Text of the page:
January 02, 2006


I can't get out of my father's bedroom this week. You must think it's strange. What the hell is she doing. I can't follow her, practitioner to patient, all mixed up, a permalink to the heart of a little girl frozen so far back, this grown woman and mother of 43, this fine writer, this netizen and blogwalker, business woman and ballbreaker.
I can't tell you. Because I don't know.
Wasn't kidding when I asked of David: we've 'written ourselves into existence,' my good friend, and now what. Is that all there is; are we here to practice, to preach, or to write ourselves back out again.
and how far out.
and what's the price we pay for going.
and all of that. and more.
While my father's cancer was wasting his body, I watched television with him in his antique poster bed, the kind that are back in style now. Some of my  friends have remakes of these beds. I don't say when I visit: My father died in a bed just like that. I marvel at the noticing instead.
Sometimes its years and years between new memories. They come easy, slow, once every so often, or I have days-long remembering of light from a window hitting the polished planks of the wood floor just so, or the scent of the wind from the barn with a manure pile in need of spreading, or the crease of his cotton pajama bottoms with the cuffs. Other times they come in a flash, no warning, jolted, a shot to my ribs -- how did I forget that.
There is a purpose in forgetting, and there is meaning in remembering.
Don't ever forget that.
Every day this week when I rest, I see part of his room, from the inside. The far left corner. Trying to re-see it is like tracing veins in a palm you can't see in order to know what the hand looks like.

Where was I going with all of this--I'm not done. The remembering this time is slow, and I'm folding myself into it. Each tiny glimpse of his face is so precious, been gone so long.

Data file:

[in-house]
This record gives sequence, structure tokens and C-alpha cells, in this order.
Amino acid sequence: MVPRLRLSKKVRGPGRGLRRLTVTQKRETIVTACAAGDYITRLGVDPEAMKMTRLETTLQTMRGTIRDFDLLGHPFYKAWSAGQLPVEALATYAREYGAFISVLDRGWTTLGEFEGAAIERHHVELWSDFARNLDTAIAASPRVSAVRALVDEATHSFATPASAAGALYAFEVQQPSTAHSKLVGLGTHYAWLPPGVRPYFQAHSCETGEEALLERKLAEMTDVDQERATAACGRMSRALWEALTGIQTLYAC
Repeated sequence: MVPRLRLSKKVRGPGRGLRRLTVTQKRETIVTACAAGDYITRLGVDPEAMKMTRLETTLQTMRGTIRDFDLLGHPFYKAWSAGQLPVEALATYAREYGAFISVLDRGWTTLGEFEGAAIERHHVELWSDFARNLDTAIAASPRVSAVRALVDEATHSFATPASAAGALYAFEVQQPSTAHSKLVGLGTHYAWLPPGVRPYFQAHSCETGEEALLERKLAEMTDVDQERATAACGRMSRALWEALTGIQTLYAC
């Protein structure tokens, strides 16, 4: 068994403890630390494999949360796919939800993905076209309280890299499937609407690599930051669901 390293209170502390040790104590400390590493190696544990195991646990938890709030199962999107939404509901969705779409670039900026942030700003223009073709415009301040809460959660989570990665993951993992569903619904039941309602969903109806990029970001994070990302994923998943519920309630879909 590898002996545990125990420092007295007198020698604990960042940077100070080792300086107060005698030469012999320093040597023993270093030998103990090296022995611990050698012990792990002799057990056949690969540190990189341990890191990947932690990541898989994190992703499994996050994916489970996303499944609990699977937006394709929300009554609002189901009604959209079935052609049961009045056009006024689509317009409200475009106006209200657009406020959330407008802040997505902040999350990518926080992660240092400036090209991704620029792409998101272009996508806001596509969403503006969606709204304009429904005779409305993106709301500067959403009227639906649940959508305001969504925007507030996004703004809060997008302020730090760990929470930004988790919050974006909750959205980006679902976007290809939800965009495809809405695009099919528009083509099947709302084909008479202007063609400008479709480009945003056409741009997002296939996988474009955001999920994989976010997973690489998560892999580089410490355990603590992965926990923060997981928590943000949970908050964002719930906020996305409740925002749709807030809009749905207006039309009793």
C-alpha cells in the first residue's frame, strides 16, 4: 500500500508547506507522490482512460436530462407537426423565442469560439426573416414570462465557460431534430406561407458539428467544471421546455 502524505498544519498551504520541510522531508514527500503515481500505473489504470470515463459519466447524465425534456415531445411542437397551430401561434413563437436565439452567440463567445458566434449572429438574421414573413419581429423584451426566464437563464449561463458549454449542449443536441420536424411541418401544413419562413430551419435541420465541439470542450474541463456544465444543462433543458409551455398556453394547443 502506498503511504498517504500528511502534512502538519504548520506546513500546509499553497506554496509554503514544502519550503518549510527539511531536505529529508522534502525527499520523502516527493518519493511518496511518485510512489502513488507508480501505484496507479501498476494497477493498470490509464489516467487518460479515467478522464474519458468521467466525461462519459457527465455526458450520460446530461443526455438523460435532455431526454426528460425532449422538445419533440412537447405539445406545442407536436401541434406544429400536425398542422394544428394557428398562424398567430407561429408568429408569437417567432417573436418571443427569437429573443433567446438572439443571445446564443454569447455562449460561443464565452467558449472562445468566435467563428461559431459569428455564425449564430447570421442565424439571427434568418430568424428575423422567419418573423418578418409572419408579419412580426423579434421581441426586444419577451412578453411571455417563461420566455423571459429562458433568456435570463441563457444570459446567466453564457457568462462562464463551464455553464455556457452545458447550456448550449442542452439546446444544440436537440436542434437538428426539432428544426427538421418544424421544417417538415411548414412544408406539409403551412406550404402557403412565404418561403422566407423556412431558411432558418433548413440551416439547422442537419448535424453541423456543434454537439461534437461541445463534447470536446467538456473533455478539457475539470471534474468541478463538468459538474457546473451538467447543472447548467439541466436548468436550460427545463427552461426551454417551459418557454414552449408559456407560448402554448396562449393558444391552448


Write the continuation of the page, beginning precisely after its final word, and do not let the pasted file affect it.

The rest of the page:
Something about the Internet is helping me remember.
It is all in the hyperlinks. We backtrack and follow, the weaving and unweaving. Traumatic memory is anything but linear.
Call me a case study.
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Christopher Locke said...

Wish I could say I know. I don't, really. But I can feel it from what you wrote here. I'm there for you as you were there for me. I can say that.

One part that surprised me, though, and it was "...this grown woman and mother of 43..." I mean, I know about Jenna, but I can't believe you never mentioned the other 42. Inappropriate? You bet. But life goes on, so: badabing!

Jeneane Sessum said...

I KNEW you would say that--about the mother of 43 misplaced modifier. I've been busy when I'm not posting, you see... I mean REALLY busy. Thanks bro.

Christopher Locke said...

Strunk & White give this example (which I've obvously never forgotten) of a misplaced modifier: "As the mother of five, my ironing board is always up."